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Act And Policies - 3 | Environment for UPSC CSE PDF Download

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The Centre has extended the relaxation of green norms in Left Wing Extremism (LWE) affected areas in the country till December 2018. The central government had in May 2011 granted relaxations under section 2 of the Forest (Conservation) Act, 1980, to help expedite the creation of public utility infrastructure in 60 LWE affected districts identified by the planning commission for implementation of the integrated Action Plan.

Solid Waste Management Rules, 2016
62 million tonnes of waste is generated annually in the country at present, out of which 5.6 million tonnes is plastic waste, 0.17 million tonnes is biomedical waste, hazardous waste generation is 7.90 million tonnes per annum and 15 lakh tonne is e-waste. The per capita waste generation in Indian cities ranges from 200 grams to 600 grams per day. 43 million TPA is collected, 11.9 million is treated and 31 million is dumped in landfill sites, which means that only about 75-80% of the municipal waste gets collected and only 22-28 % of this waste is processed and treated. “Waste generation will increase from 62 million tonnes to about 165 million tonnes in 2030”.
Scientific disposal of solid waste through segregation, collection and treatment and disposal in an environmentally sound manner minimises the adverse impact on the environment. The local authorities are responsible for the development of infrastructure for collection, storage, segregation, transportation, processing and disposal of MSW.
The Rules are now applicable beyond Municipal areas and extend to urban agglomerations, census towns, notified industrial townships, areas under the control of Indian Railways, airports, airbase, Port and harbour, defence establishments, special economic zones, State and Central government organizations, places of pilgrims, religious & historical importance.
The source segregation of waste has been mandated to channelize the waste to wealth by recovery, reuse and recycle.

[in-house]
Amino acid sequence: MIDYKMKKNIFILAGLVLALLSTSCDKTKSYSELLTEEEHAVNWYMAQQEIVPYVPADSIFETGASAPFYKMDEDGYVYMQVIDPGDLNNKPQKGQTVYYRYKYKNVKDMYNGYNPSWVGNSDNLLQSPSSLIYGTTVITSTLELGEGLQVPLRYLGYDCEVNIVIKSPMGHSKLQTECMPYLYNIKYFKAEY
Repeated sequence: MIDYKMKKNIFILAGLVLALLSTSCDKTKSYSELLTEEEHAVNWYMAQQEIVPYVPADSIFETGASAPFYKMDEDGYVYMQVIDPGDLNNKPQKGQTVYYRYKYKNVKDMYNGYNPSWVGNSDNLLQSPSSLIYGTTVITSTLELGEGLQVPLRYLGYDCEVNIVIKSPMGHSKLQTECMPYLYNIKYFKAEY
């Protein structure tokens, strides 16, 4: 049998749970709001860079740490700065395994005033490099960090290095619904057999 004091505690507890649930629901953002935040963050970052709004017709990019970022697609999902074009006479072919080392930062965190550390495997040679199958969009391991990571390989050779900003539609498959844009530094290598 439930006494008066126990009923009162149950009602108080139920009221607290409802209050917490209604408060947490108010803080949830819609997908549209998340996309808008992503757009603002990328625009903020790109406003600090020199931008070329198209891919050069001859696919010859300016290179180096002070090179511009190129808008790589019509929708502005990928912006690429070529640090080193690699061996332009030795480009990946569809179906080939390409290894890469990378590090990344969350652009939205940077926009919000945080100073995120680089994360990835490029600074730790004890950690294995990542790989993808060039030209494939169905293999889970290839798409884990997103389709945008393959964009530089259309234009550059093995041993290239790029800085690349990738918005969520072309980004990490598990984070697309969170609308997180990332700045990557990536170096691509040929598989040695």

Integration of waste pickers/ ragpickers and waste dealers/ Kabadiwalas in the formal system should be done by State Governments, and Self Help Group, or any other group to be formed.
No person should throw, burn, or bury the solid waste generated by him, on streets, open public spaces outside his premises, or in the drain, or water bodies.
Generator will have to pay ‘User Fee’ to waste collector and for ‘Spot Fine’ for Littering and Non-segregation.

Time frame
i. setting up solid waste processing facilities by all local bodies having 100000 or more population: within two years
ii. census towns below 100000 population, setting up common or stand-alone sanitary landfills by or for all local bodies having 0.5 million or more population and setting up common or regional sanitary landfills by all local bodies and census towns under 0.5 million population-three years
iii. bio-remediation or capping of old and abandoned dump sites-five years.

Duties of Waste generator
Every waste generator shall segregate and store the waste generated by them in three separate streams namely biodegradable, non-bio-degradable and domestic hazardous wastes in suitable bins and handover segregated wastes to authorized rag-pickers or waste collectors
Event organizer of more than 100 persons shall intimate the local authority, at least three working days in advance. Such person or the organizer of such event shall ensure segregation of waste at source and handing over of segregated waste to waste collector or agency as specified by local authority.
All Resident Welfare and Market Associations, Gated communities and institution with an area >5,000 sq m and all hotels and restaurant shall, within one year from the date of notification of these rules and in partnership with the local authority by the generators as prescribed in these rules, ensure segregation of waste at source, facilitate collection of segregated waste in separate streams, handover recyclable material to either the authorized waste pickers or the authorized recyclers. The biodegradable waste shall be processed, treated and disposed of through composting or bio-methanation within the premises as far as possible. The residual waste shall be given to the waste collectors or agency as directed by the local authority.
The developers of Special Economic Zone, Industrial Estate, Industrial park to earmark at least 5% of the total area of the plot or minimum 5 plots/ sheds for recovery and recycling facility.

Duties of Ministry of Urban Development